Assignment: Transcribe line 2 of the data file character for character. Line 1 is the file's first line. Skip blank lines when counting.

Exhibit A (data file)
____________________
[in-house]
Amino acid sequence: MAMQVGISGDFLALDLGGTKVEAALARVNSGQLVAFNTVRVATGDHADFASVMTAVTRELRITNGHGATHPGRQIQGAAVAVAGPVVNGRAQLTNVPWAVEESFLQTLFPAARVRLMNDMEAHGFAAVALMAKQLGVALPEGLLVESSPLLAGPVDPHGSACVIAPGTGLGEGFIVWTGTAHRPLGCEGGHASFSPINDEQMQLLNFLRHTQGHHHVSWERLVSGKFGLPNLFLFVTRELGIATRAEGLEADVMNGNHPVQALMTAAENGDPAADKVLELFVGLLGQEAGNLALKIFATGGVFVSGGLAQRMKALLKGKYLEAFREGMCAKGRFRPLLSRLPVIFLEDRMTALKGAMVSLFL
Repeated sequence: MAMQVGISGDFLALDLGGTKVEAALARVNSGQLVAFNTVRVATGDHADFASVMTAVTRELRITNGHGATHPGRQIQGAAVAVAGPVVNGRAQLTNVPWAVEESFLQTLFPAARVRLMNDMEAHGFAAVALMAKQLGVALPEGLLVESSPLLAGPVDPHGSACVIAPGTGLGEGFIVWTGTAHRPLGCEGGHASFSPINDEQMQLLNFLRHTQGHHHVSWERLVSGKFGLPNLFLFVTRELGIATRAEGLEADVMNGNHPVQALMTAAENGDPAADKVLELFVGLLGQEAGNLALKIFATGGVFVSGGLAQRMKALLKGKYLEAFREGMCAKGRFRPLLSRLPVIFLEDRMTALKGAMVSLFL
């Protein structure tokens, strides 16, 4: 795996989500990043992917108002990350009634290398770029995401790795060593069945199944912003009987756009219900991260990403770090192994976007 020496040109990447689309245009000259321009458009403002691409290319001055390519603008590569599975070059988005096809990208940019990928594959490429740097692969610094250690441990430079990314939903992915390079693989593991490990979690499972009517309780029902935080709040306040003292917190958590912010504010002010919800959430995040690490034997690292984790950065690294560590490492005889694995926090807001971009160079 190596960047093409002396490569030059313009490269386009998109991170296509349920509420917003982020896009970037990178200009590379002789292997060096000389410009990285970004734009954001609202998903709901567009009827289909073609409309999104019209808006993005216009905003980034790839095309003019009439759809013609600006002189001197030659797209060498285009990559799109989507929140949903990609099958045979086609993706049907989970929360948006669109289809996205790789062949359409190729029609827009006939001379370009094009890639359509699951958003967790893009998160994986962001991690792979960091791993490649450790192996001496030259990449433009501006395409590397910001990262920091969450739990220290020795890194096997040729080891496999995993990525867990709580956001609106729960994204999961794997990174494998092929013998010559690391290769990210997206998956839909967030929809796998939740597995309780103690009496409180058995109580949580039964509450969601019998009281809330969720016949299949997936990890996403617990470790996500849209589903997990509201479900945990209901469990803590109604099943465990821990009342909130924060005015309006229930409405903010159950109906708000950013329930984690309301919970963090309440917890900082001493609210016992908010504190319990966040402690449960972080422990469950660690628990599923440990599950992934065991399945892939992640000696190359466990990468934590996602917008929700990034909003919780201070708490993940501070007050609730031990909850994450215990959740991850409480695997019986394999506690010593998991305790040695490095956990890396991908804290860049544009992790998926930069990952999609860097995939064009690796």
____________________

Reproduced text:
Amino acid sequence: MAMQVGISGDFLALDLGGTKVEAALARVNSGQLVAFNTVRVATGDHADFASVMTAVTRELRITNGHGATHPGRQIQGAAVAVAGPVVNGRAQLTNVPWAVEESFLQTLFPAARVRLMNDMEAHGFAAVALMAKQLGVALPEGLLVESSPLLAGPVDPHGSACVIAPGTGLGEGFIVWTGTAHRPLGCEGGHASFSPINDEQMQLLNFLRHTQGHHHVSWERLVSGKFGLPNLFLFVTRELGIATRAEGLEADVMNGNHPVQALMTAAENGDPAADKVLELFVGLLGQEAGNLALKIFATGGVFVSGGLAQRMKALLKGKYLEAFREGMCAKGRFRPLLSRLPVIFLEDRMTALKGAMVSLFL